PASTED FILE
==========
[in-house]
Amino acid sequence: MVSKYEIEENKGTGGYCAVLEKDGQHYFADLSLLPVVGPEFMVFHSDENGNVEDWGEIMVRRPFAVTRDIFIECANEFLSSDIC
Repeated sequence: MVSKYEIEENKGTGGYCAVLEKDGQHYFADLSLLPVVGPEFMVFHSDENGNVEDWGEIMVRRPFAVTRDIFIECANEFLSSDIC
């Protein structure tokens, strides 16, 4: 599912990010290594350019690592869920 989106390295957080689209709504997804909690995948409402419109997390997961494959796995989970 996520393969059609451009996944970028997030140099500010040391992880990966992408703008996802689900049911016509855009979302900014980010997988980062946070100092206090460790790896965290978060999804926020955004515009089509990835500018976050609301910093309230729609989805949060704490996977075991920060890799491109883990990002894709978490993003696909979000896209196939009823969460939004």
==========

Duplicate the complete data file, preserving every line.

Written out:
[in-house]
Amino acid sequence: MVSKYEIEENKGTGGYCAVLEKDGQHYFADLSLLPVVGPEFMVFHSDENGNVEDWGEIMVRRPFAVTRDIFIECANEFLSSDIC
Repeated sequence: MVSKYEIEENKGTGGYCAVLEKDGQHYFADLSLLPVVGPEFMVFHSDENGNVEDWGEIMVRRPFAVTRDIFIECANEFLSSDIC
């Protein structure tokens, strides 16, 4: 599912990010290594350019690592869920 989106390295957080689209709504997804909690995948409402419109997390997961494959796995989970 996520393969059609451009996944970028997030140099500010040391992880990966992408703008996802689900049911016509855009979302900014980010997988980062946070100092206090460790790896965290978060999804926020955004515009089509990835500018976050609301910093309230729609989805949060704490996977075991920060890799491109883990990002894709978490993003696909979000896209196939009823969460939004």